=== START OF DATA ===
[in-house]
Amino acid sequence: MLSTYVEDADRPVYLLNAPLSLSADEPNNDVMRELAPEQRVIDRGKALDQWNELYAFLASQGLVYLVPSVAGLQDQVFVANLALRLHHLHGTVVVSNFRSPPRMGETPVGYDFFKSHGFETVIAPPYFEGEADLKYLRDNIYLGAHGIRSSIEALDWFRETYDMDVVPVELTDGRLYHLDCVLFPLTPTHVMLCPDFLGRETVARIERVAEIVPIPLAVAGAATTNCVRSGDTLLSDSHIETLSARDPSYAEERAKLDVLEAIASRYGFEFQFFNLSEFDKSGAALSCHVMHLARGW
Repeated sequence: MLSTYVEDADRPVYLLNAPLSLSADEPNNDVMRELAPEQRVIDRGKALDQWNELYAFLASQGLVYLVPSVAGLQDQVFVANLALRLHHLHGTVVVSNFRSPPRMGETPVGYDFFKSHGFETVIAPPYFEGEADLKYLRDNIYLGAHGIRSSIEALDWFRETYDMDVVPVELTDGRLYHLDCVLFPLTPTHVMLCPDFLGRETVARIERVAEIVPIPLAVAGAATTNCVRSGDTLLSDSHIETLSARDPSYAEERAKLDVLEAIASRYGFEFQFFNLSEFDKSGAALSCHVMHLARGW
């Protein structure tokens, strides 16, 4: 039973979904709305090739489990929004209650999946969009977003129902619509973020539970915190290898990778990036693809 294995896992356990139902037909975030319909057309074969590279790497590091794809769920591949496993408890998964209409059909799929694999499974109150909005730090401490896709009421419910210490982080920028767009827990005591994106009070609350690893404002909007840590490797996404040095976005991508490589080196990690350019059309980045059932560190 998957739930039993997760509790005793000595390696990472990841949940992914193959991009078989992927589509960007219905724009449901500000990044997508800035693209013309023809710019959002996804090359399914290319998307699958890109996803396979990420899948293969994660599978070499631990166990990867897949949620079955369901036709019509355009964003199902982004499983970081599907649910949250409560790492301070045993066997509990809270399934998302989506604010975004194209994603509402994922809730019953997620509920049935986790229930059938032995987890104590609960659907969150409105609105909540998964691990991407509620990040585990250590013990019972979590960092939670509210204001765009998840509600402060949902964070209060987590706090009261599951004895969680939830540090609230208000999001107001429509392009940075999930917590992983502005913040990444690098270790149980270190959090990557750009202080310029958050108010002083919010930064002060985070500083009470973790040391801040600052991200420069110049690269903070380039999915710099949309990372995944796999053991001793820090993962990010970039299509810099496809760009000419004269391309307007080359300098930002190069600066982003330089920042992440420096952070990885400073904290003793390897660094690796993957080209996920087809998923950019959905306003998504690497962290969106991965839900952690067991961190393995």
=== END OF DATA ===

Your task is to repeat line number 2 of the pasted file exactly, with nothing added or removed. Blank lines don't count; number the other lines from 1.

Amino acid sequence: MLSTYVEDADRPVYLLNAPLSLSADEPNNDVMRELAPEQRVIDRGKALDQWNELYAFLASQGLVYLVPSVAGLQDQVFVANLALRLHHLHGTVVVSNFRSPPRMGETPVGYDFFKSHGFETVIAPPYFEGEADLKYLRDNIYLGAHGIRSSIEALDWFRETYDMDVVPVELTDGRLYHLDCVLFPLTPTHVMLCPDFLGRETVARIERVAEIVPIPLAVAGAATTNCVRSGDTLLSDSHIETLSARDPSYAEERAKLDVLEAIASRYGFEFQFFNLSEFDKSGAALSCHVMHLARGW